By Naomi Nix
Gov. Pat Quinn signed into law Saturday a measure that allows stiffer penalties for people convicted of using social media to organize mob attacks.
Social media has made it easier for groups of people to orchestrate violence, including those related to gang activity and some recent problems along Chicago's Magnificent Mile, legislators said.
"As we know in recent months, we have had a serious problem with the use of social media to cause harm to people and property," said Quinn before signing the bill in Pioneer Court, just off Michigan Avenue. "We don't want anyone using social media to harm anyone."
State Sen. Kwame Raoul, D-Chicago, said police told him that there was an incident recently in which a young woman was shot by a rival gang member after she posted a picture on Facebook that revealed where she was at the time.
"That ought not be tolerated on Michigan Avenue and it ought not be tolerated on the South Side of Chicago," said Raoul, who sponsored the bill.
Under the law, which goes into effect immediately, judges have discretion to impose a more severe sentence. Previously, those convicted of using electronic communication to organize violent mob action could face one to three years in prison. The new law changes the potential prison time to three to six years.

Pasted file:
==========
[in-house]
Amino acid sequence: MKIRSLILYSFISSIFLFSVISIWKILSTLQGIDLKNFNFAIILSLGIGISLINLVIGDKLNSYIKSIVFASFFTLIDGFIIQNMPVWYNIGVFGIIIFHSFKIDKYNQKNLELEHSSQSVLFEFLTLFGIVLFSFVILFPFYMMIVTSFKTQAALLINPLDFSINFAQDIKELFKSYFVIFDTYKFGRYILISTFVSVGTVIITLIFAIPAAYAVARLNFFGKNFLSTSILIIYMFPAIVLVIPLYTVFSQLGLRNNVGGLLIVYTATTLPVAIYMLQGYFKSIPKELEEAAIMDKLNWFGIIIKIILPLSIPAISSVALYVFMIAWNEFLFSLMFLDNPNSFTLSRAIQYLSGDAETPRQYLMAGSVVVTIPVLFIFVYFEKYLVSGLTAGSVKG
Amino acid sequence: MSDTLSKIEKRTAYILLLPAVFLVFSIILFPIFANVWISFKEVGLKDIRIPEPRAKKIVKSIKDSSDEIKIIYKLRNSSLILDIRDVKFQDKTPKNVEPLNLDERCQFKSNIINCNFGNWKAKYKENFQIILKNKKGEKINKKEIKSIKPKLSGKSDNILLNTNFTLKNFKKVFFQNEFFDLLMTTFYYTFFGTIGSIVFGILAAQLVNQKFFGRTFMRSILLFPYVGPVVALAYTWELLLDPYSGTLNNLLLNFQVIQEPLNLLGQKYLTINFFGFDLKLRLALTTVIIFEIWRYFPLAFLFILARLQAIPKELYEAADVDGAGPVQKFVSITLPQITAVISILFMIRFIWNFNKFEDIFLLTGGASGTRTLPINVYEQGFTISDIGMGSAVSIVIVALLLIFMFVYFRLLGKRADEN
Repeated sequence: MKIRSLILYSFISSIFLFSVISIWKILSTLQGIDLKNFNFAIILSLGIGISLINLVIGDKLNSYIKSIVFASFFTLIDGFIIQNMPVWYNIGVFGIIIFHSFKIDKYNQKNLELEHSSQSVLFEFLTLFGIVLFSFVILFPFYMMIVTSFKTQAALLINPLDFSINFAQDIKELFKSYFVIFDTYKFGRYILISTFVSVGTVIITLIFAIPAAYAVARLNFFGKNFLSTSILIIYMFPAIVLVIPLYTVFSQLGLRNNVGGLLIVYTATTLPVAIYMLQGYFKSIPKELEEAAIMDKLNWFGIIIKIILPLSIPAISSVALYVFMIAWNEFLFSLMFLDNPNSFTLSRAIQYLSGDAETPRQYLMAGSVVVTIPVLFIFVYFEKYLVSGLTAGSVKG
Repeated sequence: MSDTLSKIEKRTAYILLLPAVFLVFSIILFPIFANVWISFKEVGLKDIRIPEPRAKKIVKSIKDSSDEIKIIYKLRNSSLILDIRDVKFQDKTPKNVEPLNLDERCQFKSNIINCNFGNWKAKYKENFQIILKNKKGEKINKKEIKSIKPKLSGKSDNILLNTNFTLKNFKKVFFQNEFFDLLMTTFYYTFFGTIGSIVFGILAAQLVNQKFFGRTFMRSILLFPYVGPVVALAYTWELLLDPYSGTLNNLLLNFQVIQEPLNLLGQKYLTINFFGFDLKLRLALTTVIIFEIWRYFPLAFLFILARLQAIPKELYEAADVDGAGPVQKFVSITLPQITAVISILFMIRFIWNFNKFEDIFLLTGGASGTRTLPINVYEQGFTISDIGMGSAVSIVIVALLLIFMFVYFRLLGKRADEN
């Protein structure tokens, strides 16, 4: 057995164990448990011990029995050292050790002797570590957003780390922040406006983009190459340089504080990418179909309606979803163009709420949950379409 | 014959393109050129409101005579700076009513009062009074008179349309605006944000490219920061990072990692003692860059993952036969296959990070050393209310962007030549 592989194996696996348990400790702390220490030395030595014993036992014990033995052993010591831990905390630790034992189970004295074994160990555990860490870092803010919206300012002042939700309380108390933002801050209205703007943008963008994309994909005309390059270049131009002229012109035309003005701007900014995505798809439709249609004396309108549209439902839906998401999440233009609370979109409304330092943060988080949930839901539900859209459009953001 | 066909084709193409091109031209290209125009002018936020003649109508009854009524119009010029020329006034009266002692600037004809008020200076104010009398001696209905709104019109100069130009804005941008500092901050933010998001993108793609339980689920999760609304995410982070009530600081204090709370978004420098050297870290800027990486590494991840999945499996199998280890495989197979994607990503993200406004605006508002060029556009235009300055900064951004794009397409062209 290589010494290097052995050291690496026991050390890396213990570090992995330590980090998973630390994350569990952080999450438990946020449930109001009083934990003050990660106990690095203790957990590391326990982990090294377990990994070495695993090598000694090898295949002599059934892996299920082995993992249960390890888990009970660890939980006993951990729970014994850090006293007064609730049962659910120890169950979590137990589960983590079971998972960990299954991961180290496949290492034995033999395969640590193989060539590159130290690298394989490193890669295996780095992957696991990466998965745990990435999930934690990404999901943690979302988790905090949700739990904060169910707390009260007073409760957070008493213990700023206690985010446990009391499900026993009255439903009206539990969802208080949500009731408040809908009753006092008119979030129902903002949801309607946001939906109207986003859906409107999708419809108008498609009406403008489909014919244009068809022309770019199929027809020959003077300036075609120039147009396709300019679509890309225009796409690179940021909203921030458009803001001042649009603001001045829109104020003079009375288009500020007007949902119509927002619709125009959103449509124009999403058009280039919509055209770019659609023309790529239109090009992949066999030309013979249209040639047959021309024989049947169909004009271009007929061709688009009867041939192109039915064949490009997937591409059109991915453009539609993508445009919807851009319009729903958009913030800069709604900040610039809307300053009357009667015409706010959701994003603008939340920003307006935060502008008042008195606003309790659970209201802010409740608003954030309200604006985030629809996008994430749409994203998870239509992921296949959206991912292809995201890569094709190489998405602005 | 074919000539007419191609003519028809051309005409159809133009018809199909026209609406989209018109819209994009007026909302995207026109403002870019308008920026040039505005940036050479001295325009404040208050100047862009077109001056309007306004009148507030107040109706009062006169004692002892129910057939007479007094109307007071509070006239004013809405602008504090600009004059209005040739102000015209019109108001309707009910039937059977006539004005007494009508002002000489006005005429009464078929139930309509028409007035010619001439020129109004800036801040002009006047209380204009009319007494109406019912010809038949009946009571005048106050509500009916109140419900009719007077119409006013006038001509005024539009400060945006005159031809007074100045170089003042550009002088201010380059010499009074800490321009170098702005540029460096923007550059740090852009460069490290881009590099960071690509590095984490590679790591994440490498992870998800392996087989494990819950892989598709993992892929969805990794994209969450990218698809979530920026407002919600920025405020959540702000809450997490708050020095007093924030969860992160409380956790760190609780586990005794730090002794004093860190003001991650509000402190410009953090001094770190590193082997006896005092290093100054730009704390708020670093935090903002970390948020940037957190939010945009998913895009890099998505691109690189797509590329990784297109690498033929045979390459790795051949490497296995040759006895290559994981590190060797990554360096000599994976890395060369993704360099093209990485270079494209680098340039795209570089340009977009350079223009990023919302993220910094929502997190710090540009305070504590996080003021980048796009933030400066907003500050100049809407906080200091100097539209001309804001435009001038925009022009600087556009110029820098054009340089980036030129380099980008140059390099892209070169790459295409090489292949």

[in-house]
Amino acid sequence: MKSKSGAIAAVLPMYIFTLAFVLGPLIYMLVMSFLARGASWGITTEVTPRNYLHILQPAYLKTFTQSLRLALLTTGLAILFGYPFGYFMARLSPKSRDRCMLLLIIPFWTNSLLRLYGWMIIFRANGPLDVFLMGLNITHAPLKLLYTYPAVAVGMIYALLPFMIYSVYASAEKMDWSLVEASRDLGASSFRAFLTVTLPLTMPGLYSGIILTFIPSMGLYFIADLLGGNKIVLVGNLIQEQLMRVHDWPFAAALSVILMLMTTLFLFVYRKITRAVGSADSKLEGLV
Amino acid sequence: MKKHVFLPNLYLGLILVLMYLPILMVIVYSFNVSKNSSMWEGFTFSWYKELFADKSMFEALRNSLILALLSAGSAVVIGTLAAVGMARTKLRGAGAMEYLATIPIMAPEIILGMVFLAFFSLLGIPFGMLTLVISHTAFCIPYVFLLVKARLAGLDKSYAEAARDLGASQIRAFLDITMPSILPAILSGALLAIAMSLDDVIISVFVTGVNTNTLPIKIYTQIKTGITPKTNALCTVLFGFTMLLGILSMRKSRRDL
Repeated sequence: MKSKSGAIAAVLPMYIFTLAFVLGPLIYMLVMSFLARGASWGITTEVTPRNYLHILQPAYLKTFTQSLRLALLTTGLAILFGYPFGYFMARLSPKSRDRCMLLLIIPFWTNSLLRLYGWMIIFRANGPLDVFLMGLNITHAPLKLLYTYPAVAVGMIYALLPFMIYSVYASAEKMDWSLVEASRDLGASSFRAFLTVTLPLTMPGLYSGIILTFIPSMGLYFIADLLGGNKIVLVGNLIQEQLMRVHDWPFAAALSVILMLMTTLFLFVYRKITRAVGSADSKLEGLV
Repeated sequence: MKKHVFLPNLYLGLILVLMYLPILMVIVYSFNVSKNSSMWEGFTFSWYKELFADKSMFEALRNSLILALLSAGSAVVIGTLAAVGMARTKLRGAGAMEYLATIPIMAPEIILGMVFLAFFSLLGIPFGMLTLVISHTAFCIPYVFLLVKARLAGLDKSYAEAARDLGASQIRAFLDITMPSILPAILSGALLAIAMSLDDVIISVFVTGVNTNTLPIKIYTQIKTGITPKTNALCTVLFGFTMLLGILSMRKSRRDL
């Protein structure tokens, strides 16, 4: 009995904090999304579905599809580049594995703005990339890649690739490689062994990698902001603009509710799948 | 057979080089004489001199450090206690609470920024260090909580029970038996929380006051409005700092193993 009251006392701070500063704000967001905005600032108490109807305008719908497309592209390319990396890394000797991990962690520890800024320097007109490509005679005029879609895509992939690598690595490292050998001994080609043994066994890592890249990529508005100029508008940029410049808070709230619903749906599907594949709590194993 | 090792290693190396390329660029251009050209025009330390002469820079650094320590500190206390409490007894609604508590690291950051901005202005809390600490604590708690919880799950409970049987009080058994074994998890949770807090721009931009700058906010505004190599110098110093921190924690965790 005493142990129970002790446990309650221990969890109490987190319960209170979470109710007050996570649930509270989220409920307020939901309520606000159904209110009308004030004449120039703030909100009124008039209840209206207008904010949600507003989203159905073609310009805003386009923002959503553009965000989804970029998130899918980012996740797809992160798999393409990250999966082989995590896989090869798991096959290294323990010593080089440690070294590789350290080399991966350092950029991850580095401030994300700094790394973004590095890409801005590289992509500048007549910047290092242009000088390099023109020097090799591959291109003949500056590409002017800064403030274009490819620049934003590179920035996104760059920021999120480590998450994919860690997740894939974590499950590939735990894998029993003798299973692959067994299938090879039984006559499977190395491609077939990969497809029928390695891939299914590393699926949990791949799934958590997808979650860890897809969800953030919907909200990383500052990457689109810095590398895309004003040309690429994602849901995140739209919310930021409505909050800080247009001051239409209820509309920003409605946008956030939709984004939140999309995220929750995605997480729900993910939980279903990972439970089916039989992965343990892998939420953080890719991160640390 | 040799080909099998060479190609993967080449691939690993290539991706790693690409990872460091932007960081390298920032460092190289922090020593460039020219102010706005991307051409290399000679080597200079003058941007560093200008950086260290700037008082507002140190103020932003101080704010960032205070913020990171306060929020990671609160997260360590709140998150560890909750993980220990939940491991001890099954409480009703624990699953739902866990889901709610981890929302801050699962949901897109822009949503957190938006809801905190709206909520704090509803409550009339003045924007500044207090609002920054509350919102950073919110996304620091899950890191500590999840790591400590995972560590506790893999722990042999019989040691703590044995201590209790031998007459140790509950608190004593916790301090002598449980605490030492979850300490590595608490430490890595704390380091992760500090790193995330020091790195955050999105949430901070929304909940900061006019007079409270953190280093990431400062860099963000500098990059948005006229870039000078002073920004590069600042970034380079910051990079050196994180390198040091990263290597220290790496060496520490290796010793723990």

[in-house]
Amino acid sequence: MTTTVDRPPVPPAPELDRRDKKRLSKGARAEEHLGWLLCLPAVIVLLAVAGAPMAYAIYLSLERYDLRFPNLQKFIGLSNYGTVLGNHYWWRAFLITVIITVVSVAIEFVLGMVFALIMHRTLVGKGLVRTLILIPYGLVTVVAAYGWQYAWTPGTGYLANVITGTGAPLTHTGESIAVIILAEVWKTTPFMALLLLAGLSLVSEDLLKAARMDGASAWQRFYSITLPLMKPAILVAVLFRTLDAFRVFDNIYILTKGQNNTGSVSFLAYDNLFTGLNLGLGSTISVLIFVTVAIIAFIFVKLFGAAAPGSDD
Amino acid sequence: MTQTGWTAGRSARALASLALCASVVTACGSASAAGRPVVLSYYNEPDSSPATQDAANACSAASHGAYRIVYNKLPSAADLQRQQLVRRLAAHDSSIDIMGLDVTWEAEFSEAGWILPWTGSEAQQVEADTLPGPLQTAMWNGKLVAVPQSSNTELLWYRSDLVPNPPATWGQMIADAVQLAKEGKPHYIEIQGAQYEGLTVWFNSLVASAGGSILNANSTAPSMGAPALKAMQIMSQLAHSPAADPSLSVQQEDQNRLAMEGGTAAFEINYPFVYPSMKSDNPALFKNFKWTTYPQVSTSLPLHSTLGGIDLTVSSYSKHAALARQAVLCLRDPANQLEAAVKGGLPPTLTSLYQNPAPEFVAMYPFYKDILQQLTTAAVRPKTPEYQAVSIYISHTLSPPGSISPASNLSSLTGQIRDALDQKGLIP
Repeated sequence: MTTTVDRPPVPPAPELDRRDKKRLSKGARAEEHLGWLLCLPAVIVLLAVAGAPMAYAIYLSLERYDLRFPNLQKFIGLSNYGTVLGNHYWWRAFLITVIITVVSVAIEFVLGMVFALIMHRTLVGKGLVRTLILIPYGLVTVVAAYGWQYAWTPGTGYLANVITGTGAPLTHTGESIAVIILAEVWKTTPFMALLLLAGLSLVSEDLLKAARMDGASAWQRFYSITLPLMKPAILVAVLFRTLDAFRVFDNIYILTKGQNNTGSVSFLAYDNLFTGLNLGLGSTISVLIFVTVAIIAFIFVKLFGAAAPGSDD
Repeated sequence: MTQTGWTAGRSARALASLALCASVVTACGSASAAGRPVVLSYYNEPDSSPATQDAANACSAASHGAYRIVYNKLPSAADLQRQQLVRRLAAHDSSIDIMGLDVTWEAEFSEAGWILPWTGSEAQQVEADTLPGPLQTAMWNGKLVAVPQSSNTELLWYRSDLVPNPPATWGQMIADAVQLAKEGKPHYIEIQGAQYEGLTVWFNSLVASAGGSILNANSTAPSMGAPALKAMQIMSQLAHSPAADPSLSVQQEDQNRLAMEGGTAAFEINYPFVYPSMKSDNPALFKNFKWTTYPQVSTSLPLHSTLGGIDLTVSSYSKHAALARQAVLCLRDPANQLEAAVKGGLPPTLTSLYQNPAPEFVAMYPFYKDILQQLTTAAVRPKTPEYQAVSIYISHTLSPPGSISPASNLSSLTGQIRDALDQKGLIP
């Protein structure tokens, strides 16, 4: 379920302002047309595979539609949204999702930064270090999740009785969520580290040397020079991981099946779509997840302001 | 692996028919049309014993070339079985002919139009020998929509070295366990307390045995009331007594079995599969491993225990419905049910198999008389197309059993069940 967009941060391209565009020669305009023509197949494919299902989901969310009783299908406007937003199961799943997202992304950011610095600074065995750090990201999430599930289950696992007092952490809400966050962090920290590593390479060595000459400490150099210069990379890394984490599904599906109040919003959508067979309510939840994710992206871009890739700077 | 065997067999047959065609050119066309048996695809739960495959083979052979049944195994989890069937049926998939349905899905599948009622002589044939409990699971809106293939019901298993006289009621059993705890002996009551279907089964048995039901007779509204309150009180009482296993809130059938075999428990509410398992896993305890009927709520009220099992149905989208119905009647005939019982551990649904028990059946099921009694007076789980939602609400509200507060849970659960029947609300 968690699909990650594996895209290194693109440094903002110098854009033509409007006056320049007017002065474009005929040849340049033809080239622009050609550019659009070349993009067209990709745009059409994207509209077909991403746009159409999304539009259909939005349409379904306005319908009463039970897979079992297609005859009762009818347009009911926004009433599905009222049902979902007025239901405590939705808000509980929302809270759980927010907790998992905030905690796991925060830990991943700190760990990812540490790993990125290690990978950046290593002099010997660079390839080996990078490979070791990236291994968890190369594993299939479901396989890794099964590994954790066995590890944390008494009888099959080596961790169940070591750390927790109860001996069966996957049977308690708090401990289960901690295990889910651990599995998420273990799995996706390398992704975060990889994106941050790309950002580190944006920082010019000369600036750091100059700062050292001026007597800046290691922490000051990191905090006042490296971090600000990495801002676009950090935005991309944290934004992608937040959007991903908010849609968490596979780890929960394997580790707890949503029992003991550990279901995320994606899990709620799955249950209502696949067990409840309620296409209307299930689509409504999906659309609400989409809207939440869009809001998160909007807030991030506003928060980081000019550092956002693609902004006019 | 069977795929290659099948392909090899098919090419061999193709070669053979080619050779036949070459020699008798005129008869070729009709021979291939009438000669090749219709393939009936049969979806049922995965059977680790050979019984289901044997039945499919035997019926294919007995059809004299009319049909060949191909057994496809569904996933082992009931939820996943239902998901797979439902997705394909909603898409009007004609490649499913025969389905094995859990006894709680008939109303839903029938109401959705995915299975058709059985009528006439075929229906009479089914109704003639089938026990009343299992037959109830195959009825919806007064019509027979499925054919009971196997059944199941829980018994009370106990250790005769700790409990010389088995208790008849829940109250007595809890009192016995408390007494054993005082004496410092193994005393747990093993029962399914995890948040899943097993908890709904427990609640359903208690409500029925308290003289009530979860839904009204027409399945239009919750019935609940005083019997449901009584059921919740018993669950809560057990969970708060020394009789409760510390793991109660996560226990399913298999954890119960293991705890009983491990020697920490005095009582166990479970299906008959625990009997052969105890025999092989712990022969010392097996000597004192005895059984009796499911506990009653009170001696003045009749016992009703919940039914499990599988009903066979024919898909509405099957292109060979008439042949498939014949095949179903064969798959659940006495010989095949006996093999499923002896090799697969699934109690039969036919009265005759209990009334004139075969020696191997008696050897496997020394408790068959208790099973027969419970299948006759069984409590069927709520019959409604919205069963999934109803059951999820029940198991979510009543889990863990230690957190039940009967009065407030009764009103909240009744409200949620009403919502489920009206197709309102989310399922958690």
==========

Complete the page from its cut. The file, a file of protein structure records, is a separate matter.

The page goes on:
The legislation targets people who organize criminal activities, though participants may be subject to other penalties.
Critics of the bill have argued that it would drive up prison costs and have little effect on violence.
The measure sailed through the Senate and House. It was sent to the governor Friday, winning praise from business groups who say the attacks can deter tourists and local shoppers in downtown Chicago.
"We want to (retain) safe places for people to come and shop and enjoy our city," said Tanya Triche, vice president of the Illinois Retail Merchants Association, who attended Saturday's signing.
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